This self-directed learning module highlights rehabilitation outcomes in spinal cord injury (SCI). It is part of the chapter on SCI medicine in the Self-Directed Physiatric Education Program for practitioners and trainees in physical medicine and rehabilitation. This article focuses on the multiple concerns for functional recovery after SCI, chiefly, the potential for ambulation, upper-extremity recovery, options for functional neuromuscular stimulation (FNS), sexual activity, and optimal outcome after a metastatic lesion. Motor incomplete patients have a better prognosis for ambulation than persons with sensory incomplete injury. Positive predictors for ambulation, including pinprick and lower-extremity motor scores greater than 20, are discussed. Meaningful recovery can occur in the upper extremities for at least 1 year. FNS options have been developed to promote functional control of the upper extremities for persons with tetraplegia, phrenic pacing, and bladder continence. A critical component of an individual’s expression of self is his/her sexuality; sexual function after SCI is described in detail, including options for treatment of erectile dysfunction and various birth control methods for women. Expectations for an appropriate rehabilitation stay for a person with metastatic SCI differ for an individual with traumatic SCI. Differences may include changing routine pathways and timelines to focus on patient-centered quality of life for transition to home.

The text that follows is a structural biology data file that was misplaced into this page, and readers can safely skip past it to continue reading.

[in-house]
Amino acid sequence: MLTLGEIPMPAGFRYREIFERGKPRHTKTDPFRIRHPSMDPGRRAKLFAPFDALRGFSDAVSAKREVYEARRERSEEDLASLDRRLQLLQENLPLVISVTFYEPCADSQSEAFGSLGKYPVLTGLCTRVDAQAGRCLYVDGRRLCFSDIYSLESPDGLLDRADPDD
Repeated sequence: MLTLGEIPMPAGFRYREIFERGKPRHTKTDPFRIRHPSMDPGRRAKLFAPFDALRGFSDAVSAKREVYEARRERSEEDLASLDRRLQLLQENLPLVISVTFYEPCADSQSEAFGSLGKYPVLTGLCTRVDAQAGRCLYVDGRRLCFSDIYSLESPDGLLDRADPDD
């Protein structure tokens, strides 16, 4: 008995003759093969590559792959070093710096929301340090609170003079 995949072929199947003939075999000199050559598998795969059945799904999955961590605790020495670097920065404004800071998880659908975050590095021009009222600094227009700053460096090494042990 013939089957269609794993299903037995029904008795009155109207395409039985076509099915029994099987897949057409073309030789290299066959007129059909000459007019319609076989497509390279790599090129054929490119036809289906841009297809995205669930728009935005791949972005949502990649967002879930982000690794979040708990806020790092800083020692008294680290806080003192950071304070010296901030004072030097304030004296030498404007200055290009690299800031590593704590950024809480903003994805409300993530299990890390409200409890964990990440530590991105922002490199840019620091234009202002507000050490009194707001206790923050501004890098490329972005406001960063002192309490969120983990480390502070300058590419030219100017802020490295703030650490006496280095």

OVERALL ARTICLE OBJECTIVE: To identify potential outcomes in ambulation, upper-extremity function, FNS, and sexual function after SCI and after metastatic cancer.